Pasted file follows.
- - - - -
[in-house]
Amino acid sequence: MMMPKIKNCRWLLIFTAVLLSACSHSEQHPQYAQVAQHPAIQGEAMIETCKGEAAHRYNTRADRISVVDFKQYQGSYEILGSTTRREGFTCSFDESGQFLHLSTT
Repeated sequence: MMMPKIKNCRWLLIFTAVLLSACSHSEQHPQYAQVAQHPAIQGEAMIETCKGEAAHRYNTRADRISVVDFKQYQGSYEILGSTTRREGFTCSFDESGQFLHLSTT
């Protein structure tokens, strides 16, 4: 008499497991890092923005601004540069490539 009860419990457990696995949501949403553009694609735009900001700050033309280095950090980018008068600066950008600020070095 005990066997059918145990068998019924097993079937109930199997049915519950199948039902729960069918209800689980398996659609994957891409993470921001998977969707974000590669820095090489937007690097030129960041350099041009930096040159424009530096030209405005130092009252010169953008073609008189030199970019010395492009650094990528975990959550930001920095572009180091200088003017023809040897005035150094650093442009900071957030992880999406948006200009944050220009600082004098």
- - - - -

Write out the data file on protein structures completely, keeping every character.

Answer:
[in-house]
Amino acid sequence: MMMPKIKNCRWLLIFTAVLLSACSHSEQHPQYAQVAQHPAIQGEAMIETCKGEAAHRYNTRADRISVVDFKQYQGSYEILGSTTRREGFTCSFDESGQFLHLSTT
Repeated sequence: MMMPKIKNCRWLLIFTAVLLSACSHSEQHPQYAQVAQHPAIQGEAMIETCKGEAAHRYNTRADRISVVDFKQYQGSYEILGSTTRREGFTCSFDESGQFLHLSTT
């Protein structure tokens, strides 16, 4: 008499497991890092923005601004540069490539 009860419990457990696995949501949403553009694609735009900001700050033309280095950090980018008068600066950008600020070095 005990066997059918145990068998019924097993079937109930199997049915519950199948039902729960069918209800689980398996659609994957891409993470921001998977969707974000590669820095090489937007690097030129960041350099041009930096040159424009530096030209405005130092009252010169953008073609008189030199970019010395492009650094990528975990959550930001920095572009180091200088003017023809040897005035150094650093442009900071957030992880999406948006200009944050220009600082004098």